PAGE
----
The following is a Plus Edition article, written by and copyright by Dick Eastman.
Google Glass is the latest advancement in wearable technology. Officially, it is called an “optical head-mounted display,” or OHMD. It is a tiny computer display screen attached to either a pair of glasses or a “mini-frame” supplied by Google. The screen is held just above the right eye when worn in the same manner as glasses. See the pictures for a better look. Google Glass is packed with Bluetooth, Wi-Fi, GPS, speakers, camera, microphone, touchpad, and a gyroscope that detects head-tilts. The major piece of interest, however, is the tiny, 640×360-pixel resolution screen the size of your finger that shows you all the information you need above your right eye.
Google explains that the new product is always properly called Google Glass, not Google “glasses,” because there is only one glass from Google: the tiny computer display screen. However, many others will call it “Google glasses.”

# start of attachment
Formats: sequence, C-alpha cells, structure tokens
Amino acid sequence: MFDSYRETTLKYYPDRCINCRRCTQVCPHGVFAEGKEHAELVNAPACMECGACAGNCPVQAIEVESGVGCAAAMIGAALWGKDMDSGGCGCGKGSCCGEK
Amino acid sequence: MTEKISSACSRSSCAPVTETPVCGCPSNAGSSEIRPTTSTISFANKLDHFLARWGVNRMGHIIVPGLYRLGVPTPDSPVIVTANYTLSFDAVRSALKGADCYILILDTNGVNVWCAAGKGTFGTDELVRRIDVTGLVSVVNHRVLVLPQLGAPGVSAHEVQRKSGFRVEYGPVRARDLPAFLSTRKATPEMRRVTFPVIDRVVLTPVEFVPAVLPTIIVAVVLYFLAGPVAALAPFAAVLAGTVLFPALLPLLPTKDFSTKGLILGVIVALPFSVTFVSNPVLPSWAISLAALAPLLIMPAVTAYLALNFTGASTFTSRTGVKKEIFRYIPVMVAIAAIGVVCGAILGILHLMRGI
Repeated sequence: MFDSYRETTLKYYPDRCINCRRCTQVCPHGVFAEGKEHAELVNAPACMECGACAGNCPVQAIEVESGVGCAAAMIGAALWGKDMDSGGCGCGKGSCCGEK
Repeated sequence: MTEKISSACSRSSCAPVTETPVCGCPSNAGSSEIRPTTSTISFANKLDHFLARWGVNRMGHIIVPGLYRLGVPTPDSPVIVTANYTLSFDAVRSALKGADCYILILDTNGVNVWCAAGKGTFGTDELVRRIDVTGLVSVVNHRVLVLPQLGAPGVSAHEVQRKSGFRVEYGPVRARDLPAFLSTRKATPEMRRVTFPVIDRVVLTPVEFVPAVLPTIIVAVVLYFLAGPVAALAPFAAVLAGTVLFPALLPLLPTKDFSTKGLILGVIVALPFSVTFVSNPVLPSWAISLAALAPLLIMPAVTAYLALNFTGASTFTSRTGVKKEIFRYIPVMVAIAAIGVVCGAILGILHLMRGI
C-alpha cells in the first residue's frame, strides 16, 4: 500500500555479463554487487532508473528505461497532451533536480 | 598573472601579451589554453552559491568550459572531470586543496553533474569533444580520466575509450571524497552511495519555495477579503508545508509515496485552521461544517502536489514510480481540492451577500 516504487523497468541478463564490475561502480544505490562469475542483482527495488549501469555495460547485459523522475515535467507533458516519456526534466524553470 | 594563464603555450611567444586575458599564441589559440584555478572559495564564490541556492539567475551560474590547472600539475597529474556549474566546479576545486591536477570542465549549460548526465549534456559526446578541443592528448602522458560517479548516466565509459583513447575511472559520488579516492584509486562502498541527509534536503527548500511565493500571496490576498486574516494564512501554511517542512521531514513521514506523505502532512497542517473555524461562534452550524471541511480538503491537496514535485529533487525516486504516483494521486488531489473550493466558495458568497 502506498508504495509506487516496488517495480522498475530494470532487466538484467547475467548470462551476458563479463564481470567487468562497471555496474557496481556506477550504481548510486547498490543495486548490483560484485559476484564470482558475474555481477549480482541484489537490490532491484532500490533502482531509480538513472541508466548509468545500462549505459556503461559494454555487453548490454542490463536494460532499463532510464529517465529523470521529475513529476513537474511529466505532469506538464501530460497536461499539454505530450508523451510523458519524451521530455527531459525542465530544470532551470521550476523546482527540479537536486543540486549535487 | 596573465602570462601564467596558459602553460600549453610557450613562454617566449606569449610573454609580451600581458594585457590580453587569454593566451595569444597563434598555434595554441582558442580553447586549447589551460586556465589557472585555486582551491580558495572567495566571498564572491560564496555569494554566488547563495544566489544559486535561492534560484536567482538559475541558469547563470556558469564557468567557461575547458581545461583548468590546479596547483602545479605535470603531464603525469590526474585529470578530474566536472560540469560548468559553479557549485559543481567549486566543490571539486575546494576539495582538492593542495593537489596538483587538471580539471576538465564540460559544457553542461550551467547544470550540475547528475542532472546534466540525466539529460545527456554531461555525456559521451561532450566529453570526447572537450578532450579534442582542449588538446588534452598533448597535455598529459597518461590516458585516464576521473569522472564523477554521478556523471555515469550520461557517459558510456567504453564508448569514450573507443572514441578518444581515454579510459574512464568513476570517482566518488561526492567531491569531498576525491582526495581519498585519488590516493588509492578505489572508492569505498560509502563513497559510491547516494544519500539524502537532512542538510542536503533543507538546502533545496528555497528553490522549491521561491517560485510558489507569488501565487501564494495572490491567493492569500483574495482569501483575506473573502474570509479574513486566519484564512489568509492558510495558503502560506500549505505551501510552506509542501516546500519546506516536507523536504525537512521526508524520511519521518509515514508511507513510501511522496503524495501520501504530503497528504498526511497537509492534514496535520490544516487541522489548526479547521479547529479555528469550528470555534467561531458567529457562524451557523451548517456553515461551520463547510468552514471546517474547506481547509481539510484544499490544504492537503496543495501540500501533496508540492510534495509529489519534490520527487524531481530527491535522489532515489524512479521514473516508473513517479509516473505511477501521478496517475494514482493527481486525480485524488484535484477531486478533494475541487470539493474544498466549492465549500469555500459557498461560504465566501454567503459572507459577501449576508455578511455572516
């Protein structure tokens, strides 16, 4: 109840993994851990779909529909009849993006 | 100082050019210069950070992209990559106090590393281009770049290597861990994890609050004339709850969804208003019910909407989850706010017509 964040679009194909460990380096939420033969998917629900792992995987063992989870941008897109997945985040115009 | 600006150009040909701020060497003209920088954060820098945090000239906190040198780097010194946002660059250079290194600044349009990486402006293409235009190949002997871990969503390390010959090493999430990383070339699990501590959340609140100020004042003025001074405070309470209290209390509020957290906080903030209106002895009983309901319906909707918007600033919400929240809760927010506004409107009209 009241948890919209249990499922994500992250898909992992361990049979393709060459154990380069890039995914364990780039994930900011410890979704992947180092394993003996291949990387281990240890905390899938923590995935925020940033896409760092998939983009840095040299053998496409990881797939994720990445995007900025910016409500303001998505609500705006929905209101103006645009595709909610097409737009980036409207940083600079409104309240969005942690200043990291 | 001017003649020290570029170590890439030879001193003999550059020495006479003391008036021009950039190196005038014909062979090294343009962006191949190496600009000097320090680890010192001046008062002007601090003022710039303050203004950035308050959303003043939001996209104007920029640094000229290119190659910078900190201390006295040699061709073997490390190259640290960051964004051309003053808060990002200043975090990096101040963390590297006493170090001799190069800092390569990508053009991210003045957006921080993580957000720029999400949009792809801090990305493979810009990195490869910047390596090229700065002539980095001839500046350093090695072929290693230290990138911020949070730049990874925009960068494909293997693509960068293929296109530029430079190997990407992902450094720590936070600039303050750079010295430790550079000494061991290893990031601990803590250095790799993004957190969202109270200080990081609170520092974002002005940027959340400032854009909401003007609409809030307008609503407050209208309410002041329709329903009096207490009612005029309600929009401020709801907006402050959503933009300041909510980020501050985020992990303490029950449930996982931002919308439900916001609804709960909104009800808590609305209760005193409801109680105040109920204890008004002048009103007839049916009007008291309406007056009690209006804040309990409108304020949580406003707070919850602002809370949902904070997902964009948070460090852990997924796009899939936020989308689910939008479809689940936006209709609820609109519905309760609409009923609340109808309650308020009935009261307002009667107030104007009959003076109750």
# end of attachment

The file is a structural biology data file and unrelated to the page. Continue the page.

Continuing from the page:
Most commands are given to the computer by voice input although a very few commands are given by tapping or sliding one’s finger along the touchpad built into the right side of the eyeglass frame.
I received my Google Glass more than a week ago.
Here is a picture of Google Glass without the eyeglasses frame:
Since I wear eyeglasses, I ordered the eyeglass frames as well. I then visited a local optical shop to have lenses made and installed. Once the lenses were installed, I placed the eyeglasses with Google Glass attached onto my face and have worn the Google Glass almost continuously since then. I thought I would write about my experiences.
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